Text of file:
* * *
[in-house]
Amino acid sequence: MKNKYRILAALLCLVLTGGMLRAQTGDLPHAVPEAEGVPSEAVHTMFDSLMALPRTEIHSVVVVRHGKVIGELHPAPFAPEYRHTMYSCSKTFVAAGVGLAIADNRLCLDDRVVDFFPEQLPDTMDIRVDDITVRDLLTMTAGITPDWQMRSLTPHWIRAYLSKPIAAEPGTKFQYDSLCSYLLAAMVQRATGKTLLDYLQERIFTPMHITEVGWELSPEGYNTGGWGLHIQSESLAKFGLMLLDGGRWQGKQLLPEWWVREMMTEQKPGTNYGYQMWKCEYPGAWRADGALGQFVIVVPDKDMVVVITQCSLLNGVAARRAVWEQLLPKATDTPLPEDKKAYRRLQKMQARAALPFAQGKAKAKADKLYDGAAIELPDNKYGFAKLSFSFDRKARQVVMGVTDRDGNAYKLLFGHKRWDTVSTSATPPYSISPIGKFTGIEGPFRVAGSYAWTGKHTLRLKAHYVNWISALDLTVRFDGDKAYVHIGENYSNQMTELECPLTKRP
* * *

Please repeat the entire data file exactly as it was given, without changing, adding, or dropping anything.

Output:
[in-house]
Amino acid sequence: MKNKYRILAALLCLVLTGGMLRAQTGDLPHAVPEAEGVPSEAVHTMFDSLMALPRTEIHSVVVVRHGKVIGELHPAPFAPEYRHTMYSCSKTFVAAGVGLAIADNRLCLDDRVVDFFPEQLPDTMDIRVDDITVRDLLTMTAGITPDWQMRSLTPHWIRAYLSKPIAAEPGTKFQYDSLCSYLLAAMVQRATGKTLLDYLQERIFTPMHITEVGWELSPEGYNTGGWGLHIQSESLAKFGLMLLDGGRWQGKQLLPEWWVREMMTEQKPGTNYGYQMWKCEYPGAWRADGALGQFVIVVPDKDMVVVITQCSLLNGVAARRAVWEQLLPKATDTPLPEDKKAYRRLQKMQARAALPFAQGKAKAKADKLYDGAAIELPDNKYGFAKLSFSFDRKARQVVMGVTDRDGNAYKLLFGHKRWDTVSTSATPPYSISPIGKFTGIEGPFRVAGSYAWTGKHTLRLKAHYVNWISALDLTVRFDGDKAYVHIGENYSNQMTELECPLTKRP